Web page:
Built ca 1867 by Jotham Lewis.
A brick Second Empire home in the India Street District.
Jotham Lewis was a joiner who sometimes called himself an architect. In the days before professional licensing or even professional education, it was easy enough to call one’s self an architect. Especially if you were already a joiner or carpenter. Plan books and builder’s guides were being sold in the colonies prior to the revolution and were available in Portland in the 1830s. Charles Quincy Clapp donated a set of such books to the Maine Charitable Mechanics Society around 1833. Therefore, it’s not unreasonable to surmise that Jotham had a copy or two in his possession.
Jotham Lewis wasn’t a fancy builder but he wasn’t without his skills. Overall, the building is simple and neatly proportioned. Bricks laid in a running bound give a clean feel to the surface. This feeling is enhanced by the lack of a belt course. The dramatic curved bay on the corner of Newbury and Hampshire Streets stands on its own as the main statement of the house. The windows have projecting sills and simple arched lintels sitting on corbels. The center windows of the bay and the window above the entry are doubles with a heavy panel serving as a mullion dividing the two. A simple corbel works as a string course and creates a frieze that is capped with a dentil molding. Italianate brackets support the projecting cornice and lock neatly into the string course below.
In the aftermath of the Great Fire of 1866, the Lewis family’s neighborhood lay in ashes. They resided in a house next door on Hampshire Street and had since they purchased it and our subject property from Catherine’s father, Peter Jerries, in 1857. Peter was a cartman turned porter who had purchased the land in 1828. Although it’s conjecture to some extent, property tax roles would lead me to believe there were never any substantial buildings at 154 Newbury prior to 1866.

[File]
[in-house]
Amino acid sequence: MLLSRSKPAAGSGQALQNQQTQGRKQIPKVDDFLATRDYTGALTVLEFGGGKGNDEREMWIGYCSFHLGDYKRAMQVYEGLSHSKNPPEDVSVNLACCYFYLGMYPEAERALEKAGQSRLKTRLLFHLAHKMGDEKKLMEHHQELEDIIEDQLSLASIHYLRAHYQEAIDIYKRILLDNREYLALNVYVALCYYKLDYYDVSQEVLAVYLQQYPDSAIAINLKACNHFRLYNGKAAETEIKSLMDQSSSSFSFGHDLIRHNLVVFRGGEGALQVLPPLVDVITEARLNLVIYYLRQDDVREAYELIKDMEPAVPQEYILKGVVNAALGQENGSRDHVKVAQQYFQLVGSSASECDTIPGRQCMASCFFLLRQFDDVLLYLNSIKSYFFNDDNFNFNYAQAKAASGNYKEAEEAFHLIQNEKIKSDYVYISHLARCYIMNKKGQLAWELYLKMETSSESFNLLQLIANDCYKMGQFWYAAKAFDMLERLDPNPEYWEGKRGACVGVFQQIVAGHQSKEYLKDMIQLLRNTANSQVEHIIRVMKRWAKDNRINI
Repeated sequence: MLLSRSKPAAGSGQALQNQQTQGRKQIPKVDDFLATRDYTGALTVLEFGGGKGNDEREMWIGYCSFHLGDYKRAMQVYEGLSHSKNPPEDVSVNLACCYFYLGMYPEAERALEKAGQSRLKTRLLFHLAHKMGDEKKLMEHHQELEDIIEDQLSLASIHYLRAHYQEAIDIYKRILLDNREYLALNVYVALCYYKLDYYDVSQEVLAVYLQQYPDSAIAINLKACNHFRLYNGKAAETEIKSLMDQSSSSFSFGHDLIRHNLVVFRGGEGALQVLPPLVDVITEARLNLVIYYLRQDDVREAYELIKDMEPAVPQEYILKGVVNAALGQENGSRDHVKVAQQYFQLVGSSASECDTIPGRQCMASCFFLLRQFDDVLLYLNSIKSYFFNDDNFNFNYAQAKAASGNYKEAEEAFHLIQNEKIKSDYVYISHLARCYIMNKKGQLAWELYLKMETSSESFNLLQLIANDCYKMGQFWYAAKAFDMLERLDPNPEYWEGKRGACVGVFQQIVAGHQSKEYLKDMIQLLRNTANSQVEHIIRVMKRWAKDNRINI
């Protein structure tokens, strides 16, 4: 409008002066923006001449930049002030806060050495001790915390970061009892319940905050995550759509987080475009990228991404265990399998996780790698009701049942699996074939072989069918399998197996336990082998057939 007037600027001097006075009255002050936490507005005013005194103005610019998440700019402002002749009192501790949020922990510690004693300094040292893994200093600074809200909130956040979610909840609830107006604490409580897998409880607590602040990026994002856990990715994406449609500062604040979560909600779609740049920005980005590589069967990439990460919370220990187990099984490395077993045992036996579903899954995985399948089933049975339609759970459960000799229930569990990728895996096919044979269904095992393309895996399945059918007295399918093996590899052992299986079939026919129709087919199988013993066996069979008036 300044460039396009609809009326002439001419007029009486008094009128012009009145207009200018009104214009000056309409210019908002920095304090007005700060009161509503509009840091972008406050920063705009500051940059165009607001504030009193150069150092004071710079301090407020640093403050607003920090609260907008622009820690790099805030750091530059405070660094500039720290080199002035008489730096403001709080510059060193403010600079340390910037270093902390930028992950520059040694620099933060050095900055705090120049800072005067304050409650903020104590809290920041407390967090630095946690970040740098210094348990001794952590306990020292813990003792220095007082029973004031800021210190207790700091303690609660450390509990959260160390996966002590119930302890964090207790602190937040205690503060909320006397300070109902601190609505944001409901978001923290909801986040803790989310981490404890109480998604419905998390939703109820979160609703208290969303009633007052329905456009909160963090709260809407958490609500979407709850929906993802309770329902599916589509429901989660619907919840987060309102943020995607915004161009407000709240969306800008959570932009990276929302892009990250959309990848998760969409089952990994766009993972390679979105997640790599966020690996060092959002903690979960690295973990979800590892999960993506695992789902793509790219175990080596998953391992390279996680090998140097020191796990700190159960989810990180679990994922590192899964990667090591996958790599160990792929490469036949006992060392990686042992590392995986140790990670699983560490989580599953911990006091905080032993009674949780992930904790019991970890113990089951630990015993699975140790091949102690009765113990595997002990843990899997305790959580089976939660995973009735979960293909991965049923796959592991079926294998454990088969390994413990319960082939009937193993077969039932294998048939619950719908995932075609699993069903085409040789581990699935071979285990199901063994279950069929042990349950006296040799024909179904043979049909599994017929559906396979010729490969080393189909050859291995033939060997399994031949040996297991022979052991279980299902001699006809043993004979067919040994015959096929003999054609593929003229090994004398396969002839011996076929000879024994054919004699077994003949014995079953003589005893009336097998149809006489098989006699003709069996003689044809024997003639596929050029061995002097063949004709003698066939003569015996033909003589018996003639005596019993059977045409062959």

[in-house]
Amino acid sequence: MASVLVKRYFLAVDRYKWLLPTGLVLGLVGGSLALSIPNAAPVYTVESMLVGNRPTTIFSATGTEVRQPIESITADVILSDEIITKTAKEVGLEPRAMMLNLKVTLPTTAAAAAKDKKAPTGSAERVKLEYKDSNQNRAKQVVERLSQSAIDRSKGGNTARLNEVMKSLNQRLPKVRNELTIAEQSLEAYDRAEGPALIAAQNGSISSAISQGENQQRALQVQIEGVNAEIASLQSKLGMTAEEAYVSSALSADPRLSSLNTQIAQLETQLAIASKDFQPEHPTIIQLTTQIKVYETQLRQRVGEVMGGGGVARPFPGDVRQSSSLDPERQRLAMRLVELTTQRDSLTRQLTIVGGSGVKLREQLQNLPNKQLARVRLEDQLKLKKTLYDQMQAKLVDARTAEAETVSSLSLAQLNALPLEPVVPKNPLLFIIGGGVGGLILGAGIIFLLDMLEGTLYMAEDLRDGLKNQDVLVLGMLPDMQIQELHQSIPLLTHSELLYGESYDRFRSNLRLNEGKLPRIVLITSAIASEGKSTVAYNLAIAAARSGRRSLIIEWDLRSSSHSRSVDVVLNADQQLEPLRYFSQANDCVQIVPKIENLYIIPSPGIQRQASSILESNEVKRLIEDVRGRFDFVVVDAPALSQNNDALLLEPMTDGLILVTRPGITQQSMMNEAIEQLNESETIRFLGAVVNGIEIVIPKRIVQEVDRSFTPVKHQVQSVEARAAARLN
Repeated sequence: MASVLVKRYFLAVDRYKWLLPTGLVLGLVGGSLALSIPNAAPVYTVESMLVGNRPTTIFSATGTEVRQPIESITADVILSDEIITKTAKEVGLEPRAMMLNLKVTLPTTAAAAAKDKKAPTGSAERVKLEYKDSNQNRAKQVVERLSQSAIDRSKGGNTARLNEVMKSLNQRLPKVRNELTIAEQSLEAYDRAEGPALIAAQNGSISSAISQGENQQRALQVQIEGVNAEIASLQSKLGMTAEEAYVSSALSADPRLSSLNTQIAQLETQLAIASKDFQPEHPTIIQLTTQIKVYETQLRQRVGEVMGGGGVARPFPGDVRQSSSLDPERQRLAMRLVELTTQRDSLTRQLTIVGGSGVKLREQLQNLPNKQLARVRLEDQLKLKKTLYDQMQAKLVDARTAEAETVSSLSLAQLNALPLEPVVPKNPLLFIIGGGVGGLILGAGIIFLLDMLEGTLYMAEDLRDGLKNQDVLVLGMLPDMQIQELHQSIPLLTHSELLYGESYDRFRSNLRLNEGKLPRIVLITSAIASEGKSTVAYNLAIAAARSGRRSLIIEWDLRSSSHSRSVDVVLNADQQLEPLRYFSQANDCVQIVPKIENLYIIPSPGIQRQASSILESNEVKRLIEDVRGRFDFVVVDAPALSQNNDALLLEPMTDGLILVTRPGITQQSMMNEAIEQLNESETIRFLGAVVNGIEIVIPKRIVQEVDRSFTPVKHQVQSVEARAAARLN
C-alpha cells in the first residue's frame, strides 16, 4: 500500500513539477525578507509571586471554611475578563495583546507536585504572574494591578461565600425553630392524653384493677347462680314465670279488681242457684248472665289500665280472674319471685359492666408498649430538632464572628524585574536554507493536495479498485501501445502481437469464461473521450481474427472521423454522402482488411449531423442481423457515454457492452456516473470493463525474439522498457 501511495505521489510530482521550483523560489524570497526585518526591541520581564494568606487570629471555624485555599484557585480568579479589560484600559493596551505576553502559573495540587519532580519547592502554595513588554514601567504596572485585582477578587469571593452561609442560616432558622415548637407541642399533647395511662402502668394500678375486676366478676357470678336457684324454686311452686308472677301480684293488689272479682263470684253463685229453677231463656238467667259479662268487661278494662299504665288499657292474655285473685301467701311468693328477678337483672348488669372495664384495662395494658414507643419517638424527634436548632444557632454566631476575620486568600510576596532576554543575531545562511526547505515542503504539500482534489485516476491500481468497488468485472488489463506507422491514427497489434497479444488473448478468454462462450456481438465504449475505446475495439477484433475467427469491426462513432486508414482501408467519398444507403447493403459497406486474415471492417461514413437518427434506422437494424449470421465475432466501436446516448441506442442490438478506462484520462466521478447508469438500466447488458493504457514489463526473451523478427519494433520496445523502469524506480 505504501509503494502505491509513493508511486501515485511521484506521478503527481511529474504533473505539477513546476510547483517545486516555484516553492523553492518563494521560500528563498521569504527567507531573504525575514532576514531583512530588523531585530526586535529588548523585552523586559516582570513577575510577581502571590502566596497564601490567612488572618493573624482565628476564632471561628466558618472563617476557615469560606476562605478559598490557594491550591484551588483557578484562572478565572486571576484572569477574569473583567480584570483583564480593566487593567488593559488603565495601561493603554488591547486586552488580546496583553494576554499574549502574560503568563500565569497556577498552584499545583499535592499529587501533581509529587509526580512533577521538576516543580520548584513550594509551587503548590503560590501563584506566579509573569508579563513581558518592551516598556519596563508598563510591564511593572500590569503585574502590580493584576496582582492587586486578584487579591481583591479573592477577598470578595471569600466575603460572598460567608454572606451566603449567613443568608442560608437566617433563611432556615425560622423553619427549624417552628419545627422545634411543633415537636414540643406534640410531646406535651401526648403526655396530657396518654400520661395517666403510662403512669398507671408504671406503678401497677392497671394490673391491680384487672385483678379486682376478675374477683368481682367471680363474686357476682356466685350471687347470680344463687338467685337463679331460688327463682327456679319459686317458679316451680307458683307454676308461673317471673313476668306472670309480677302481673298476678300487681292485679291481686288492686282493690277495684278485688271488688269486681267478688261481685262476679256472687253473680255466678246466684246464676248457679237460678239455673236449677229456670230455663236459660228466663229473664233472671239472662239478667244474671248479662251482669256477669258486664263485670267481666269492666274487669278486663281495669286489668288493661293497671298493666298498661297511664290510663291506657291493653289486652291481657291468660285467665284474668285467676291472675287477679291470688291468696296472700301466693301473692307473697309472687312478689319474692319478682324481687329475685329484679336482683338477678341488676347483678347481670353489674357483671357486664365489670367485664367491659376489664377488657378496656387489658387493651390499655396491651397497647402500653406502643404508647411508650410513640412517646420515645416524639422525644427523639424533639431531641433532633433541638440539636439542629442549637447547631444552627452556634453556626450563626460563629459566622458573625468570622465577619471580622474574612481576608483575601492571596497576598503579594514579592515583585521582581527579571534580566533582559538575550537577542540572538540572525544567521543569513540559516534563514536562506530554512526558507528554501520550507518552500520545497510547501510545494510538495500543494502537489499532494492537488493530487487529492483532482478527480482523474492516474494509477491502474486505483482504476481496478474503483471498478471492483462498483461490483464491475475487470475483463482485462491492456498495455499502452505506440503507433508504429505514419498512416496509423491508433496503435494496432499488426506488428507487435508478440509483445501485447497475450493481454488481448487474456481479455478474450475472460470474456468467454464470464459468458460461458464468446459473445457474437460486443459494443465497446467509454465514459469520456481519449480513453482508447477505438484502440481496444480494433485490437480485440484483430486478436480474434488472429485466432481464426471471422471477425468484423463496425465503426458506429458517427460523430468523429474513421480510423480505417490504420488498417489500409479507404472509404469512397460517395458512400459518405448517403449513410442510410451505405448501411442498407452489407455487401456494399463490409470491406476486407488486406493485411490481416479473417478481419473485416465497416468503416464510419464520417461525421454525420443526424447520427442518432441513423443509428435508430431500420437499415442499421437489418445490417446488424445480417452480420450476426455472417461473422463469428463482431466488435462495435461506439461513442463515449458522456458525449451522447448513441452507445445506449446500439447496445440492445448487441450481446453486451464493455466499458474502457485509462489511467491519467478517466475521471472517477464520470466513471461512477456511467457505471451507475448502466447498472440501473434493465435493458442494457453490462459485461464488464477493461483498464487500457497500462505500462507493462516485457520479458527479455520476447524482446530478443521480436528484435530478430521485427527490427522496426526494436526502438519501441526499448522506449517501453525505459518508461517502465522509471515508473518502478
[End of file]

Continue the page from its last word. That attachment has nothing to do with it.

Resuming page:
Jotham and Catherine lived at 154 Newbury Street until her death in 1874. Jotham remarried the next year and, in 1883, moved into the property next door on Hampshire Street which he had built after the fire as well. He rented our subject to a car coupler for the Grand Trunk Railroad named John Monroe.
In 1898, Edward J Farrell, a Canadian-born building contractor who lived on the Upper Westside of Manhattan, purchased the home from Jotham and Catherine’s children, Harriet and Edward. Farrell then transferred to his sister Margaret. In 1900, Margaret was living there with two nieces, Helena and Mabel, and a nephew Edward James Monroe who was a yardmaster for the Grand Trunk Railroad.
The entry is an arched recess and is in good condition. The door seems a bit too commercial and is, with none of its lines matching the trim, definitely a replacement. Carved brackets hold an Italianate hood. The casing of the entry sports a very elaborate keystone. Above the casing is an attractive molding with a lozenge motif.
Margaret Farrell was born in New Brunswick Canada in 1849. She appears to have never married. In 1900, she gave her profession as tailoress and net-worth at $25,000. She remained at 154 Newbury Street until 1926 when she sold it to Antonio and Maria Cardilli. The Cardillis were Italian immigrants. Antonio was born in 1874 and came to the US in 1903. Maria, born in 1879, followed him in 1909. They had a daughter before leaving Italy and would have 7 more children in the US. One daughter, Irena, died at 6 months.
Antonio died sometime around 1933. I cannot find any records of his death or burial but starting in 1934, Maria is listed as his widow in the city directories. Various documents including census and city directories hint at a musical family. Sons James and Santonio listed their employment as musicians at different times. Maria remained at 154 Newbury until her death in 1972. She had transferred ownership to her son Santonio and daughter Annie in 1971. They sold it in June of 1972.
An interesting side note about Annie. Her obituary, found here, notes her family members and a son, Mark, but no husband late or living. A court filing made one week after she and Santonio sold the Newbury Street property serves to explain this. The filing states that on April 8 of 1964, Annie Cardilli and Morris Silverman, a Portland tire dealer, were married in a civil ceremony in Portsmouth, New Hampshire. On May 25, Mark Silverman was born to Morris and Annie. The filing then states that, as of October 15, 1966, Annie and Mark were no longer living with Morris. Annie requested child support but did not seek a divorce.